Lava on Lava

Like lava on lava
A lump on a lump
I'm a bundle of bulges
And a barrel of bumps
Spines on spine
Spike by spike
I'm pretty unpretty
But pretty easy to like

One by one
Is the rudder of my skiff
Two by two
Scuttling up a cliff
Five by four
Keep me anchored wet or dry
Two by one by two
Seeking seaweed salad and finding moss-patch pie

One by one
I trim, I prune, I clip, I mow
One by a hundred
Rubbery stalagmites in a row
Sixty by two-sixty
Soaking up the sun
Twenty four seven
Life on the whole I'd say is quite fun

Like lava on lava
A lump on a lump
I'm a bundle of bulges
And a barrel of bumps
Spines on spine
Spike by spike
I'm pretty unpretty
But pretty easy to like

Guess who.

I'll tell you the answer in the next report -- and include a photo of the animal.


In two days, since arriving in San Cristobal, we've visited eighteen classrooms in two schools (Escuela Pedro Pablo Andrade and Escuela Alejandro Alvear) and an educational center called Nueva Era Galapagos (New Era Galapagos). We were even invited to appear on the local TV show and radio station to talk about the project. In the schools, we showed the students artwork by US students and videos of children in the Arctic, Africa and the Amazon rain forest that we made when visiting schools in those places. The students here were very excited to learn about other parts of the world and to receive artwork by their foreign companeros (companions).


Q and A Exchange:

Some students also answered some of your questions. Here are their responses:

How hot and cold does it get there?
The temperature usually ranges from 18 to 30 degrees Celsius.

What kinds of pets do you have?
We have dogs, cats and chickens.

What kind of wildlife do you have around your home and school?
We have wild goats, wild cats, whales (since our town is on the seashore), sea lions, blue-footed boobies, A girl from the Galapaogos draws for the project.frigate birds, manta rays, pelicans, turtles and lots of fish.

How do you celebrate your favorite holiday?
Our favorite holiday is Christmas. Some people wear Christmas hats, some put up (artificial) Christmas trees and decorate them, some people give gifts and we have a special meal with roasted pig or turkey, cola, beer and cake.

What subjects do you study in school?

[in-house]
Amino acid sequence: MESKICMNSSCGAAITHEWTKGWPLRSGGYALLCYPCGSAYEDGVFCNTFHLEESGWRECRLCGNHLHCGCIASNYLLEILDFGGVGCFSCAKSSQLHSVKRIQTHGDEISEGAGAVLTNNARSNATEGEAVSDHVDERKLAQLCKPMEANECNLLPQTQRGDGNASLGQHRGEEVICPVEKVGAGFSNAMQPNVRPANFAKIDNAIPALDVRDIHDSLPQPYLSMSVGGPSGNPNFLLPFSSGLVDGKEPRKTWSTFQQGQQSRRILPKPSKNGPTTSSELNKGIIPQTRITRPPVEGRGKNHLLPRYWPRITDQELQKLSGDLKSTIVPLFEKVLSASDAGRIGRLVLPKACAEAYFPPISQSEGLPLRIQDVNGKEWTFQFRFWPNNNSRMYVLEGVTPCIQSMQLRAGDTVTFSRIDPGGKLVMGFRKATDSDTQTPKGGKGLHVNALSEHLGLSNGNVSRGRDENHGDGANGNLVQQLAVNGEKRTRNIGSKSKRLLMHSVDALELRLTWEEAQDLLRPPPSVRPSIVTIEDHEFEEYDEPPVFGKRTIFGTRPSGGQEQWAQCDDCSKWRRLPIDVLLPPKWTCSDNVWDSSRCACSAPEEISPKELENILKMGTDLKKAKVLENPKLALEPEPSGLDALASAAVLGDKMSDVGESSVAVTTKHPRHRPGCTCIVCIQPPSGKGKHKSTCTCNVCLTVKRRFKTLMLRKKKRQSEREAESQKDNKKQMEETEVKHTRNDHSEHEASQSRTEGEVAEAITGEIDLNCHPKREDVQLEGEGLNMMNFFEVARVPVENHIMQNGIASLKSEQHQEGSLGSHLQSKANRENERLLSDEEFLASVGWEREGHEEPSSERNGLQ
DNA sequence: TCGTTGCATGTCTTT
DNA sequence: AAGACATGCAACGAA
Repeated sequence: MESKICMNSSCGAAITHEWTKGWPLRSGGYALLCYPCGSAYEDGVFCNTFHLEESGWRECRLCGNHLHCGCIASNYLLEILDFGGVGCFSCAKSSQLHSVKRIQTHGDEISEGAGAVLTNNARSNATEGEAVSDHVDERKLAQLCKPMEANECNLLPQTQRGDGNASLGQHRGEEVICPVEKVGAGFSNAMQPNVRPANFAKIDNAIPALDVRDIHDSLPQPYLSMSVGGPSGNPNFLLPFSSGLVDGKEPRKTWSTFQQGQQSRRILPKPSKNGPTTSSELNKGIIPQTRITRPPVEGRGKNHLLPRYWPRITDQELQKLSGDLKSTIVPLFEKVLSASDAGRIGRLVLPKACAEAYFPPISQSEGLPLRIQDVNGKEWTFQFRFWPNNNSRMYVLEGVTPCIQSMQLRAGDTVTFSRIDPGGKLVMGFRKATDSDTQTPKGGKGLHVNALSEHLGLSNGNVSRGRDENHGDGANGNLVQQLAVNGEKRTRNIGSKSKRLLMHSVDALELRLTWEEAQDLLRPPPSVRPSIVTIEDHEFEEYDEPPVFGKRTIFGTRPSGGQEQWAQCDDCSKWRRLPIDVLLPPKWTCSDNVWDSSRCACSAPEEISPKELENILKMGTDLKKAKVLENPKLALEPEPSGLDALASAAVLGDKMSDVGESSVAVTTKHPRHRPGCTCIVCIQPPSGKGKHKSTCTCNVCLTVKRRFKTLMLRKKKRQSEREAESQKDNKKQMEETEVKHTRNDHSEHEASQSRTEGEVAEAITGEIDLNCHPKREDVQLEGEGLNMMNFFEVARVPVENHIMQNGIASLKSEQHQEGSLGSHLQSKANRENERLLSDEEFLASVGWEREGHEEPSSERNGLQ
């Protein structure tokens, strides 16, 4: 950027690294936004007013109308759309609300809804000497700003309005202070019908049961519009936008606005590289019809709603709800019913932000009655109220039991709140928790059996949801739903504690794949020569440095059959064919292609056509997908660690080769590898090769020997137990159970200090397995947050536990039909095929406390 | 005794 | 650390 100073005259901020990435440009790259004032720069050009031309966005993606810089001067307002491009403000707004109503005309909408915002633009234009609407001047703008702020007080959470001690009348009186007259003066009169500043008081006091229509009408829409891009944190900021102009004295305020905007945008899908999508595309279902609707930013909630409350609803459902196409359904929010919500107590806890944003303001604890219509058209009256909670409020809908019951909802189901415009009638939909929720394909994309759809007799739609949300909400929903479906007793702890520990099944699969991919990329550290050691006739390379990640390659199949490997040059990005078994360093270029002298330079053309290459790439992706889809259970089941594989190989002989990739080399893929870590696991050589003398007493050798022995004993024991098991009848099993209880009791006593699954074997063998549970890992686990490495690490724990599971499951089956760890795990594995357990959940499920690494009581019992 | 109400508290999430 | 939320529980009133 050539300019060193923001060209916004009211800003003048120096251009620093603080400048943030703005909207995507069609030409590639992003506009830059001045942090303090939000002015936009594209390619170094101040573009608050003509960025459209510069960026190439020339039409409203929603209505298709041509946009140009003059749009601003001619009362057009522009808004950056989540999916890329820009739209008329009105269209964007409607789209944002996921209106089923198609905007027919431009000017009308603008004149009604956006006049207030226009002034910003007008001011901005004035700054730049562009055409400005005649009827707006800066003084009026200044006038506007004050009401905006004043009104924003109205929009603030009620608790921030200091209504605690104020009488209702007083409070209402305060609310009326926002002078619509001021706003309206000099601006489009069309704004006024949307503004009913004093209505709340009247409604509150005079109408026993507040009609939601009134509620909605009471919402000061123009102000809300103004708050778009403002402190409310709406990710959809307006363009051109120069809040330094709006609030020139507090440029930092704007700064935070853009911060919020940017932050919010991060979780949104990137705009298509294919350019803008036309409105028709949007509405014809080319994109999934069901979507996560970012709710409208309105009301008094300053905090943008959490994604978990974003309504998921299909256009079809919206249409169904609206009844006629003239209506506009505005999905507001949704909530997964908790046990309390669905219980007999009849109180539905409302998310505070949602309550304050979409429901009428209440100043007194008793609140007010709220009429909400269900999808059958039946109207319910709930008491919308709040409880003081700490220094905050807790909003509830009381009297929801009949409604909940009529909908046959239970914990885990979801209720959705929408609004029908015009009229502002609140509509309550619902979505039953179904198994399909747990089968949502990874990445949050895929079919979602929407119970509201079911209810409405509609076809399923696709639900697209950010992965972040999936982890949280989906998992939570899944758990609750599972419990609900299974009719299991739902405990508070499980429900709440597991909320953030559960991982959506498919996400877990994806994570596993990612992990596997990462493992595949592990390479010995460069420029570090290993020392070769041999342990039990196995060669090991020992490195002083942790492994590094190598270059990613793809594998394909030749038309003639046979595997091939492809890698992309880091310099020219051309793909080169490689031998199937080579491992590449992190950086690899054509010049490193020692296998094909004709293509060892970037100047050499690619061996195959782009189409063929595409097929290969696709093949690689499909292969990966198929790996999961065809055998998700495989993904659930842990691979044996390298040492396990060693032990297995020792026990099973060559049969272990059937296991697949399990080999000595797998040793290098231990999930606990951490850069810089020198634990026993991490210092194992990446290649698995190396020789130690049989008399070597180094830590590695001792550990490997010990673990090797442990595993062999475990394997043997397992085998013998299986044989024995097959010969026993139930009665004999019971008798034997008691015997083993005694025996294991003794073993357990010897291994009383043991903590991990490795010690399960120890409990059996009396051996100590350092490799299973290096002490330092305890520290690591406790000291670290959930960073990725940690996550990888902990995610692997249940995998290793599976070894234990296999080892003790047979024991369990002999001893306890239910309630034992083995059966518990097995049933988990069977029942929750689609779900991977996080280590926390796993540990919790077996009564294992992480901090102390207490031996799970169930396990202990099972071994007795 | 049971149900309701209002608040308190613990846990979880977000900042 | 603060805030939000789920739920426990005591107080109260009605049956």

We study Spanish, English, writing, reading, natural sciences, math, social studies, art, music, gym, religion, computers, technology, civics and history.

Do you live in a small city or a town?
We live in a town of about 6,000 people.

What are your favorite foods?
Some of our favorite foods are ceviche (marinated shrimp or shellfish served with popcorn), eggs and rice, chicken soup, fish, and encebollada (a combination of fish, cassava, onion, tomato and lemon)

What kind of sports do you play?
We play soccer, basketball and volleyball. We also go swimming, diving, boating and surfing (in the ocean). A few of us like to skateboard.

How long have people lived on your island?
We aren't sure, but we think for about two hundred and sixty years.

Will you describe your climate?
Sometimes it's sunny; sometimes it rains. Sometimes it's cool; sometimes it's hot. When it rains, usually it is in the form of mist.


Well, that's all for this report. In the next one, I'll tell you more about San Cristobal's animals: Chao for now!



Teachers: Here are some links to excellent Web sites about oceans:

Secrets of the Ocean Realm -- A fascinating PBS exploration of the seas and all its creatures, with activities designed for the classroom, quizzes and even a cool underwater screensaver for your classroom computer!

A Sea of Resources -- Visit this Education World page to find links to sites about oceans for all grade levels.

Secret @ Sea -- This site explores topics in ocean science. Meet interesting characters, uncover amazing ocean facts and participate in challenging learning activities. Topics include tides, food webs, salmon, whales and more.

National Oceanographic Data Center -- The world's largest collection of publicly available oceanographic data.

Ocean98 -- Education, science, cultural, communication and environmental activities for United Nations 1998 Year of the Ocean.

Ocean -- Smithsonian Institution on-line exhibit promotes understanding and conservation of world's oceans.

Scripps Institution of Oceanography -- Research and educational institute for oceanography and related disciplines. Visit the Education Corner to find investigations designed for the classroom of sea horses, plate tectonics and giant kelp.

SeaWiFs Project -- NASA program studies oceans from satellites in space.

Here's an activity idea:

We know that the continents have lots of mountains, but sometimes we don't consider that the oceans do, too. Use an atlas to explore the ocean's mountains. Are there more on land or in the seas? Which are taller, from base to summit? Which islands or sets of islands are part of ocean ranges?

We are also attaching three pictures. We took the first one from the airplane as we flew over the ocean and approached the coastline of Baltra. The sea lion in the second photo welcomed us as our ship arrived at San Cristobal marina. The third photo shows students at the Escuela Pedro Pablo Andrade making Christmas decorations.

Index Page
Meet the Adventure Team
E-Log #1 -- New York
E-Log #2 -- Quito, Ecuador
E-log #3 -- San Cristobal Island
E-Log #4 -- San Cristobal

E-Log#5: Santa Cruz

E-Log#6: Santa Cruz
E-Log#7: Santa Cruz
E-Log#8: Isabela Island
E-Log#9: Isabela

© 2007 OneWorld Classrooms. Text by Paul Hurteau. Photos by Dennis Pippen, Lilia Cai and Miguel Mosquero. All rights reserved.